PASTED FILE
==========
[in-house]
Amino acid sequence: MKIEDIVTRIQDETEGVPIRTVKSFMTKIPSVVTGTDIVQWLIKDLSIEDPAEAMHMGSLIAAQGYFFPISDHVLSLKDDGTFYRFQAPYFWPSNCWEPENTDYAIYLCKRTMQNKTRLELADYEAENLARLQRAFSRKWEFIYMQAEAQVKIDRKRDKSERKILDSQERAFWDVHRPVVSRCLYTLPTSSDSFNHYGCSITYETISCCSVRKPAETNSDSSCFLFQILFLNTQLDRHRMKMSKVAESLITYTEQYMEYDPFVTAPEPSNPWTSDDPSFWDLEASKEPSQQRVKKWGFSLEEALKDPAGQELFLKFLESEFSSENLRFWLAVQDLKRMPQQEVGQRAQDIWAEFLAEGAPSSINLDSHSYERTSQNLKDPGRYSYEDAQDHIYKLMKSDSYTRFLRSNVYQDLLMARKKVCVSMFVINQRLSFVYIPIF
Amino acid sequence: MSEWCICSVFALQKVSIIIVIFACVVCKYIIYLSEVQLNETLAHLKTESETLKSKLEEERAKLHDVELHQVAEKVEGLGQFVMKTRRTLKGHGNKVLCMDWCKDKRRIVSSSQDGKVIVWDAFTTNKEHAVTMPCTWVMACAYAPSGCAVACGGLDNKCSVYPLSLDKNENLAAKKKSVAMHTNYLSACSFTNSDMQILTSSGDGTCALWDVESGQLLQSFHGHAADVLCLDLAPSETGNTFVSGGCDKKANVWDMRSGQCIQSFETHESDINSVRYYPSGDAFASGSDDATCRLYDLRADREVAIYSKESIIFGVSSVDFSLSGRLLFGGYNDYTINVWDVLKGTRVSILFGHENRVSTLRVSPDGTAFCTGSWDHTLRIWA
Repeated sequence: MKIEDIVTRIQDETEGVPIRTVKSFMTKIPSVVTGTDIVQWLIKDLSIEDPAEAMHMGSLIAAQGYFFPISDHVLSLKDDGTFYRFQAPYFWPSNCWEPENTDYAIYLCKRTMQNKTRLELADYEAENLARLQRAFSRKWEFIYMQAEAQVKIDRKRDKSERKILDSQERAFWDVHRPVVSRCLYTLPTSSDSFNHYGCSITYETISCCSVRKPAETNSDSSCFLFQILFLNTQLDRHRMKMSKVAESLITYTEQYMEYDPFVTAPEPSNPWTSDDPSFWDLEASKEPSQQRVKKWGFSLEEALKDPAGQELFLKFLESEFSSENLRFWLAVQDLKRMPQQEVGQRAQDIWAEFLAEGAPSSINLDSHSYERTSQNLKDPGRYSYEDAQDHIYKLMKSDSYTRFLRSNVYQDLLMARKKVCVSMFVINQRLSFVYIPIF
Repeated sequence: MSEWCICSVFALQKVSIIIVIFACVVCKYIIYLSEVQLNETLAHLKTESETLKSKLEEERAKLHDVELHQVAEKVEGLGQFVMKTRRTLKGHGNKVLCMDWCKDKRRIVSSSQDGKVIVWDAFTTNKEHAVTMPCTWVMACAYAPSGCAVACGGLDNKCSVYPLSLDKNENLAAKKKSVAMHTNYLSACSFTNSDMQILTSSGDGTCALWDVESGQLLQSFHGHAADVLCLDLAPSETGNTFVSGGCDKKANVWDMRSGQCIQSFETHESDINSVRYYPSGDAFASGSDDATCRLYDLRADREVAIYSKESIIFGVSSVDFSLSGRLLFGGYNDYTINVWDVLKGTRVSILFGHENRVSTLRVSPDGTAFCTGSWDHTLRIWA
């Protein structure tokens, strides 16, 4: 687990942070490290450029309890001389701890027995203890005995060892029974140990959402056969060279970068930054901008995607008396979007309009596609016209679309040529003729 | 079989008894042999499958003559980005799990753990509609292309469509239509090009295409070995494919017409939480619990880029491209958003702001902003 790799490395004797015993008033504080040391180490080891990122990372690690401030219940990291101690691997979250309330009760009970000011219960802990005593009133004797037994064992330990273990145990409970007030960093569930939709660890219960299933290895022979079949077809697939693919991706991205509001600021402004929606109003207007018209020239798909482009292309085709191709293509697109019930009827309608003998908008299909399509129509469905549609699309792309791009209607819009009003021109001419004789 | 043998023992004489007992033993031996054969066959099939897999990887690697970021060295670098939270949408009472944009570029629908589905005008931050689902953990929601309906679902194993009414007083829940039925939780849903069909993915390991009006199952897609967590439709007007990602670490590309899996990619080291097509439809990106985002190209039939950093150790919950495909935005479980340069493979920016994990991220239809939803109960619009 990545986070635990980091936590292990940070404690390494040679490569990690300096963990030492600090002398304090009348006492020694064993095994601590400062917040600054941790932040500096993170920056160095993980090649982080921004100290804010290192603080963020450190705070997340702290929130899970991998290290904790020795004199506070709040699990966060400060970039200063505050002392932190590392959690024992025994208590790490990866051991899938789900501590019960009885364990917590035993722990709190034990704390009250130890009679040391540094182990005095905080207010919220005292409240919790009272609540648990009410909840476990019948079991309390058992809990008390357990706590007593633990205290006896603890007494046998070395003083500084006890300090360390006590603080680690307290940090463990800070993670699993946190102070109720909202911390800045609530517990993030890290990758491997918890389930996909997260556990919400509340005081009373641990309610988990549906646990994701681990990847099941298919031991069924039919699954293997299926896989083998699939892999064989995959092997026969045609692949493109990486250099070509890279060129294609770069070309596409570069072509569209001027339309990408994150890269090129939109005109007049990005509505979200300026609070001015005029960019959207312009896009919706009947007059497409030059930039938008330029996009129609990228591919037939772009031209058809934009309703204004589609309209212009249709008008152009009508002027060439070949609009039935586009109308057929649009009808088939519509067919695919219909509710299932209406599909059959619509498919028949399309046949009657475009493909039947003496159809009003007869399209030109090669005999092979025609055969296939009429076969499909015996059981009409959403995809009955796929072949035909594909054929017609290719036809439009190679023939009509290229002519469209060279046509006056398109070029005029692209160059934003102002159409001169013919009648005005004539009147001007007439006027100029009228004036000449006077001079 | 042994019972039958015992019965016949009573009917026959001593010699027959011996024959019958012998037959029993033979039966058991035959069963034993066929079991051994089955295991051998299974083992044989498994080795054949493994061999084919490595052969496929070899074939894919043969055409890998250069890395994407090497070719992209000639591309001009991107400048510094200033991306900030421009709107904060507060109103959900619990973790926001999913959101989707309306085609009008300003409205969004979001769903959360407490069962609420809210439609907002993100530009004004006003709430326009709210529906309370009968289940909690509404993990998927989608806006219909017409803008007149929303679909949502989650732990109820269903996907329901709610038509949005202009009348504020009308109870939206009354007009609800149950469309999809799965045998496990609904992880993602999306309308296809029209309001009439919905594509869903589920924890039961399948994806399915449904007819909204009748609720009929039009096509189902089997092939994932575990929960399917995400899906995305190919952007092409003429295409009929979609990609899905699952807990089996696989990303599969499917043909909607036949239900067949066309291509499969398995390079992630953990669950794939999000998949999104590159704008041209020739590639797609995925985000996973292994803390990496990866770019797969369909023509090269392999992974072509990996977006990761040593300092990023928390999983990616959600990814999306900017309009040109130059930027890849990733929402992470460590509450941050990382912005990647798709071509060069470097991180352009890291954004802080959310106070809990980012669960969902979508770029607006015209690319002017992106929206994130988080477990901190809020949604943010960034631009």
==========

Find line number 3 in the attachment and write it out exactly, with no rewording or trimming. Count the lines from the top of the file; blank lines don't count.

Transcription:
Amino acid sequence: MSEWCICSVFALQKVSIIIVIFACVVCKYIIYLSEVQLNETLAHLKTESETLKSKLEEERAKLHDVELHQVAEKVEGLGQFVMKTRRTLKGHGNKVLCMDWCKDKRRIVSSSQDGKVIVWDAFTTNKEHAVTMPCTWVMACAYAPSGCAVACGGLDNKCSVYPLSLDKNENLAAKKKSVAMHTNYLSACSFTNSDMQILTSSGDGTCALWDVESGQLLQSFHGHAADVLCLDLAPSETGNTFVSGGCDKKANVWDMRSGQCIQSFETHESDINSVRYYPSGDAFASGSDDATCRLYDLRADREVAIYSKESIIFGVSSVDFSLSGRLLFGGYNDYTINVWDVLKGTRVSILFGHENRVSTLRVSPDGTAFCTGSWDHTLRIWA